The test statistic for these estimates is denoted by epsilon (ε) and can be found on Mauchly’s test output in SPSS. Epsilon provides a measure of departure from sphericity. By evaluating epsilon, we can determine the degree to which sphericity has been violated. If the variances of differences between all possible pairs of groups are equal and sphericity is exactly met, then epsilon will be exactly 1, indicating no departure from sphericity. If the variances of differences between all possible pairs of groups are unequal and sphericity is violated, epsilon will be below 1. The further epsilon is from 1, the worse the violation.^{[5]}

Of the three corrections, Huynh-Feldt is considered the least conservative, while Greenhouse-Geisser is considered more conservative and the lower-bound correction is the most conservative. When epsilon is > .75, the Greenhouse-Geisser correction is believed to be too conservative, and would result in incorrectly rejecting the null hypothesis that sphericity holds. Collier and colleagues^{[6]} showed this was true when epsilon was extended to as high as .90. The Huynh-Feldt correction, however, is believed to be too liberal and overestimates sphericity. This would result in incorrectly rejecting the alternative hypothesis that sphericity does not hold, when it does.^{[7]} Girden^{[8]} recommended a solution to this problem: when epsilon is > .75, the Huynh-Feldt correction should be applied and when epsilon is < .75 or nothing is known about sphericity, the Greenhouse-Geisser correction should be applied.

Another alternative procedure is using the multivariate test statistics (MANOVA) since they do not require the assumption of sphericity.^{[9]} However, this procedure can be less powerful than using a repeated measures ANOVA, especially when sphericity violation is not large or sample sizes are small.^{[10]} O’Brien and Kaiser^{[11]} suggested that when you have a large violation of sphericity (i.e., epsilon < .70) and your sample size is greater than *k* + 10 (i.e., the number of levels of the repeated measures factor + 10), then a MANOVA is more powerful; in other cases, repeated measures design should be selected.^{[5]} Additionally, the power of MANOVA is contingent upon the correlations between the dependent variables, so the relationship between the different conditions must also be considered.^{[2]}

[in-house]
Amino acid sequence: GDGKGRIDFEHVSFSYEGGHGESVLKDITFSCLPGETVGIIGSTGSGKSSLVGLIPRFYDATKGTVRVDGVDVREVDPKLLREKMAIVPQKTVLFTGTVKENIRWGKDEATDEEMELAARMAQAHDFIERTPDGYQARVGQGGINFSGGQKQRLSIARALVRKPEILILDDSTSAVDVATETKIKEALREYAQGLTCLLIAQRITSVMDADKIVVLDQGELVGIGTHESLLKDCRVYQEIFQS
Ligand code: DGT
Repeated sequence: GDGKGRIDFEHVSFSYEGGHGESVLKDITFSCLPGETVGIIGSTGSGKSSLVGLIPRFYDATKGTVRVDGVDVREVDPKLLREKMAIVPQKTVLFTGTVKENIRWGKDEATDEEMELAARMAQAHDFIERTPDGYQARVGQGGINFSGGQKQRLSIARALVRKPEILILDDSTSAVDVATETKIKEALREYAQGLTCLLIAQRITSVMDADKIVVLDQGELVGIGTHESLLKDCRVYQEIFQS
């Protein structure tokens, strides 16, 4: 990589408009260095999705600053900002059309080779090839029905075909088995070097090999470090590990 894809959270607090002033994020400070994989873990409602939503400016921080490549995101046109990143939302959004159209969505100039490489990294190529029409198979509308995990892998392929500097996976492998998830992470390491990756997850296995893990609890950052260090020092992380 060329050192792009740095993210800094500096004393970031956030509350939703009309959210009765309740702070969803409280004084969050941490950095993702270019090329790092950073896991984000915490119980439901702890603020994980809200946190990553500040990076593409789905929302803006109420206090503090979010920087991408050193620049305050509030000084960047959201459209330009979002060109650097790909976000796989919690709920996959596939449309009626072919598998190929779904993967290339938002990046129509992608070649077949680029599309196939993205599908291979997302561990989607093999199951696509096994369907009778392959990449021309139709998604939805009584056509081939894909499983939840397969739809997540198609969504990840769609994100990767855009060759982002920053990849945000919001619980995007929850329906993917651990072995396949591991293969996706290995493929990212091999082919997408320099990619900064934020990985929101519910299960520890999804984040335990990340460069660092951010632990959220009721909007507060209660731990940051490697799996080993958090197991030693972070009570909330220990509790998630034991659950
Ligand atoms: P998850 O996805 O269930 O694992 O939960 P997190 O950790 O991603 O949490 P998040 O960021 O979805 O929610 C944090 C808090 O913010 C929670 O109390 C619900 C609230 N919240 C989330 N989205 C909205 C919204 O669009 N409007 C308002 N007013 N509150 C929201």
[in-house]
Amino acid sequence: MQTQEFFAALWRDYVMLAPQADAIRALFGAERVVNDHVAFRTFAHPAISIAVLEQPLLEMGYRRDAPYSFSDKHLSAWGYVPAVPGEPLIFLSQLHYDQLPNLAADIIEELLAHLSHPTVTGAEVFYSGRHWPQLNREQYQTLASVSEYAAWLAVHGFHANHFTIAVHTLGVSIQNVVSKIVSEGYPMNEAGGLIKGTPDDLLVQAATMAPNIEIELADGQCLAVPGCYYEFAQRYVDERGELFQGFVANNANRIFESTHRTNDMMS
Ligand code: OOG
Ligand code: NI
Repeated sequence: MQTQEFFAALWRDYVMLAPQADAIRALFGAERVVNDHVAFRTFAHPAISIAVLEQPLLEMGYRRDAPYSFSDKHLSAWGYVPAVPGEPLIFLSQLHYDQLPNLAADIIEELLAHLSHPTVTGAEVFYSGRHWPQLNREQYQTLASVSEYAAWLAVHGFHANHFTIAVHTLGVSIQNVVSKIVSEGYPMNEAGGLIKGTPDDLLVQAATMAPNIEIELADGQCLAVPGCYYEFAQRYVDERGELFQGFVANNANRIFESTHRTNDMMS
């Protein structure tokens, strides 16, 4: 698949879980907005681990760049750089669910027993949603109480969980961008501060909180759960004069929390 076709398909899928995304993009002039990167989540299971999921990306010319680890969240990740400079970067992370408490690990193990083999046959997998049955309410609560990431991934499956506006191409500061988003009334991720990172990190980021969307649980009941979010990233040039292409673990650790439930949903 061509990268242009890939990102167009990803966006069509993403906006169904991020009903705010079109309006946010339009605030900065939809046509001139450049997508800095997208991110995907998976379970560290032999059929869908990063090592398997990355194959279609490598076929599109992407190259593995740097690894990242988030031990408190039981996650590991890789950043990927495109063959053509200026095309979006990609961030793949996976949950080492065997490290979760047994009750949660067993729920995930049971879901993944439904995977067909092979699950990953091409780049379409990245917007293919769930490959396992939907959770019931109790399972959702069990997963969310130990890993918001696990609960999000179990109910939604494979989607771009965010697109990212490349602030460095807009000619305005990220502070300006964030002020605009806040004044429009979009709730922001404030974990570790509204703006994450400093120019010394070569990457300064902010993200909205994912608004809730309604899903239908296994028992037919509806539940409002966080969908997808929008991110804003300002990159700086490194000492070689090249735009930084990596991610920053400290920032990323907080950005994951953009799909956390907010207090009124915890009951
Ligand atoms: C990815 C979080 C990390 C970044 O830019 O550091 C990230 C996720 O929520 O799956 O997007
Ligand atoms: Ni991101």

SPSS provides an F-ratio from four different methods: Pillai’s trace, Wilks’ lambda, Hotelling’s trace, and Roy’s largest root. In general, Wilks’ lambda has been recommended as the most appropriate multivariate test statistic to use.

## Criticisms

While Mauchly’s test is one of the most commonly used to evaluate sphericity, the test fails to detect departures from sphericity in small samples and over-detects departures from sphericity in large samples. Consequently, the sample size has an influence on the interpretation of the results.^{[4]}

## See also

## Further reading

- Girden, E.R. (1992). ANOVA: repeated measures. Newbury Park, CA: Sage.
- Greenhouse, S.W., & Geisser, S. (1959). On methods in the analysis of profile data.
*Psychometrika*,*24*, 95-112. - Huynh, H., & Feldt, L.S. (1976). Estimation of the Box correction for degrees of freedom from sample data in randomised block and split-plot designs.
*Journal of Educational Statistics*,*1*, 69-82. - Mauchly, J.W. (1940). Significance test for sphericity of a normal n-variate distribution.
*The Annals of Mathematical Statistics*,*11*, 204-209.

## References

- ↑
^{1.0}^{1.1}{{#invoke:citation/CS1|citation |CitationClass=book }} - ↑
^{2.0}^{2.1}{{#invoke:citation/CS1|citation |CitationClass=book }} - ↑ {{#invoke:Citation/CS1|citation |CitationClass=journal }}
- ↑
^{4.0}^{4.1}^{4.2}^{4.3}Template:Cite web - ↑
^{5.0}^{5.1}Template:Cite web - ↑ {{#invoke:Citation/CS1|citation |CitationClass=journal }}
- ↑ {{#invoke:citation/CS1|citation |CitationClass=book }}
- ↑ {{#invoke:citation/CS1|citation |CitationClass=book }}
- ↑ {{#invoke:citation/CS1|citation |CitationClass=book }}
- ↑ Template:Cite web
- ↑ {{#invoke:Citation/CS1|citation |CitationClass=journal }}